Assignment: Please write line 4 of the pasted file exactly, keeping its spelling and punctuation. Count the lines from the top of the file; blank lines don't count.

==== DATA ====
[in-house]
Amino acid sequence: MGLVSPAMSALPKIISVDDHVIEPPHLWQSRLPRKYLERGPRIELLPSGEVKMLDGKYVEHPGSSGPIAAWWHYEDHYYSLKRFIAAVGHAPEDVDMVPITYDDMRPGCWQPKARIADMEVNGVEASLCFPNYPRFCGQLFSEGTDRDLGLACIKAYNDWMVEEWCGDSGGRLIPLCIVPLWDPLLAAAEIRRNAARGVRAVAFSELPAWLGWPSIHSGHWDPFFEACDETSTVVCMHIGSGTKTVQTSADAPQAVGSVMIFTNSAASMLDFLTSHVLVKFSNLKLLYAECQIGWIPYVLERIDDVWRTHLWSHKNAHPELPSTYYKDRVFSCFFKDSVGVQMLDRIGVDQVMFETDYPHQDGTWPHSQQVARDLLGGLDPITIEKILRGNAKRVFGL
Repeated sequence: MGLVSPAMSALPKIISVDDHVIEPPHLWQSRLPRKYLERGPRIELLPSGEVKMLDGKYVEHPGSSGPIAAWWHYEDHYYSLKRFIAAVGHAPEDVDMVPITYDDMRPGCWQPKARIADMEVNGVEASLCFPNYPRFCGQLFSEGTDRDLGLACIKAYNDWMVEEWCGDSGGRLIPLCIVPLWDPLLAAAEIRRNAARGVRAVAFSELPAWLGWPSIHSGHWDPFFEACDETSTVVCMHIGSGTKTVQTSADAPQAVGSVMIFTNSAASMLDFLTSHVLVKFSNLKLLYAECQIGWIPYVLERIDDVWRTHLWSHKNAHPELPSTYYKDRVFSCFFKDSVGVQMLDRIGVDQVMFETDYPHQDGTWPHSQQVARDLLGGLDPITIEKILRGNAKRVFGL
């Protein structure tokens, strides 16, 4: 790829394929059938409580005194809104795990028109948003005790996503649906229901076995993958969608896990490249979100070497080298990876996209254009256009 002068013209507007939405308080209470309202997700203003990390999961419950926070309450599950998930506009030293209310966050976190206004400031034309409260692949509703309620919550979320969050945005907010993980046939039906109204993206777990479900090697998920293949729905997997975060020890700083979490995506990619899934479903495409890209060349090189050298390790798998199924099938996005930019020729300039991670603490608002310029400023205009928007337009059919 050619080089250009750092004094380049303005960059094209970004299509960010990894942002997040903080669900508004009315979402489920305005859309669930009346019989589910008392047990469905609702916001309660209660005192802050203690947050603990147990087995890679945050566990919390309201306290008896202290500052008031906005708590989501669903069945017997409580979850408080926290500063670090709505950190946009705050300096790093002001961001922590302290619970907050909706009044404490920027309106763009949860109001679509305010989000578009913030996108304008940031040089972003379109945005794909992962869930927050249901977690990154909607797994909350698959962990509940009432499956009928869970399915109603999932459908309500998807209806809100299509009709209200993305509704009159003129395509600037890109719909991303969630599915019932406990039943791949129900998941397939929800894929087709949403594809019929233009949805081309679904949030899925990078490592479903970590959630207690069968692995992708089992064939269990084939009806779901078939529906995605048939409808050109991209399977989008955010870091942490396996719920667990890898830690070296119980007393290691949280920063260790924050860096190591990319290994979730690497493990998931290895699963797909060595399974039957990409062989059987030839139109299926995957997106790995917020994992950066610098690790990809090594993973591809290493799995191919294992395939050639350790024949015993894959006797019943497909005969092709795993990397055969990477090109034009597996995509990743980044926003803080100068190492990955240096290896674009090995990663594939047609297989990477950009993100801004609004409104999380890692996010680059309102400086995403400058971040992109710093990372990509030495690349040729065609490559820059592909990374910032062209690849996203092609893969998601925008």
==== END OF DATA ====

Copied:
């Protein structure tokens, strides 16, 4: 790829394929059938409580005194809104795990028109948003005790996503649906229901076995993958969608896990490249979100070497080298990876996209254009256009 002068013209507007939405308080209470309202997700203003990390999961419950926070309450599950998930506009030293209310966050976190206004400031034309409260692949509703309620919550979320969050945005907010993980046939039906109204993206777990479900090697998920293949729905997997975060020890700083979490995506990619899934479903495409890209060349090189050298390790798998199924099938996005930019020729300039991670603490608002310029400023205009928007337009059919 050619080089250009750092004094380049303005960059094209970004299509960010990894942002997040903080669900508004009315979402489920305005859309669930009346019989589910008392047990469905609702916001309660209660005192802050203690947050603990147990087995890679945050566990919390309201306290008896202290500052008031906005708590989501669903069945017997409580979850408080926290500063670090709505950190946009705050300096790093002001961001922590302290619970907050909706009044404490920027309106763009949860109001679509305010989000578009913030996108304008940031040089972003379109945005794909992962869930927050249901977690990154909607797994909350698959962990509940009432499956009928869970399915109603999932459908309500998807209806809100299509009709209200993305509704009159003129395509600037890109719909991303969630599915019932406990039943791949129900998941397939929800894929087709949403594809019929233009949805081309679904949030899925990078490592479903970590959630207690069968692995992708089992064939269990084939009806779901078939529906995605048939409808050109991209399977989008955010870091942490396996719920667990890898830690070296119980007393290691949280920063260790924050860096190591990319290994979730690497493990998931290895699963797909060595399974039957990409062989059987030839139109299926995957997106790995917020994992950066610098690790990809090594993973591809290493799995191919294992395939050639350790024949015993894959006797019943497909005969092709795993990397055969990477090109034009597996995509990743980044926003803080100068190492990955240096290896674009090995990663594939047609297989990477950009993100801004609004409104999380890692996010680059309102400086995403400058971040992109710093990372990509030495690349040729065609490559820059592909990374910032062209690849996203092609893969998601925008």